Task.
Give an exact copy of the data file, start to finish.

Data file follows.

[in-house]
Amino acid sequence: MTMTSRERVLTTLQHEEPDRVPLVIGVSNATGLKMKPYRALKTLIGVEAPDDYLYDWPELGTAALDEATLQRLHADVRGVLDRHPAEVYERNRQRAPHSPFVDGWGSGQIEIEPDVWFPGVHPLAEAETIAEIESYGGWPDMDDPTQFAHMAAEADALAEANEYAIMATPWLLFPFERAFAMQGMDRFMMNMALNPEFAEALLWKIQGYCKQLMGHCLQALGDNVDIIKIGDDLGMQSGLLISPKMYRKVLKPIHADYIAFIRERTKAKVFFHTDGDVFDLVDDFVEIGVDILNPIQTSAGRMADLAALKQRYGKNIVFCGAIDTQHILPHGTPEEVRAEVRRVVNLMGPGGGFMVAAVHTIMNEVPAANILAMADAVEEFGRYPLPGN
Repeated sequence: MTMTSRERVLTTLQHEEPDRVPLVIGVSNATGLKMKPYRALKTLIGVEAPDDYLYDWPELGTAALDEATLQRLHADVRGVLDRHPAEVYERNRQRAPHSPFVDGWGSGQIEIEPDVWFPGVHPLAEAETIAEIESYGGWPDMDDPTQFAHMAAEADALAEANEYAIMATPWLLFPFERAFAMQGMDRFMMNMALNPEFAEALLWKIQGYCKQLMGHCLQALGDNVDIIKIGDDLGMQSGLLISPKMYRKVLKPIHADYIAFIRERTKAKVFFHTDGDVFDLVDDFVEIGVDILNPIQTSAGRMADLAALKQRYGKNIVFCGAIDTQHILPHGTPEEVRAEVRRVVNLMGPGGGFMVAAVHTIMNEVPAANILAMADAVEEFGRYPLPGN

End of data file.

[in-house]
Amino acid sequence: MTMTSRERVLTTLQHEEPDRVPLVIGVSNATGLKMKPYRALKTLIGVEAPDDYLYDWPELGTAALDEATLQRLHADVRGVLDRHPAEVYERNRQRAPHSPFVDGWGSGQIEIEPDVWFPGVHPLAEAETIAEIESYGGWPDMDDPTQFAHMAAEADALAEANEYAIMATPWLLFPFERAFAMQGMDRFMMNMALNPEFAEALLWKIQGYCKQLMGHCLQALGDNVDIIKIGDDLGMQSGLLISPKMYRKVLKPIHADYIAFIRERTKAKVFFHTDGDVFDLVDDFVEIGVDILNPIQTSAGRMADLAALKQRYGKNIVFCGAIDTQHILPHGTPEEVRAEVRRVVNLMGPGGGFMVAAVHTIMNEVPAANILAMADAVEEFGRYPLPGN
Repeated sequence: MTMTSRERVLTTLQHEEPDRVPLVIGVSNATGLKMKPYRALKTLIGVEAPDDYLYDWPELGTAALDEATLQRLHADVRGVLDRHPAEVYERNRQRAPHSPFVDGWGSGQIEIEPDVWFPGVHPLAEAETIAEIESYGGWPDMDDPTQFAHMAAEADALAEANEYAIMATPWLLFPFERAFAMQGMDRFMMNMALNPEFAEALLWKIQGYCKQLMGHCLQALGDNVDIIKIGDDLGMQSGLLISPKMYRKVLKPIHADYIAFIRERTKAKVFFHTDGDVFDLVDDFVEIGVDILNPIQTSAGRMADLAALKQRYGKNIVFCGAIDTQHILPHGTPEEVRAEVRRVVNLMGPGGGFMVAAVHTIMNEVPAANILAMADAVEEFGRYPLPGN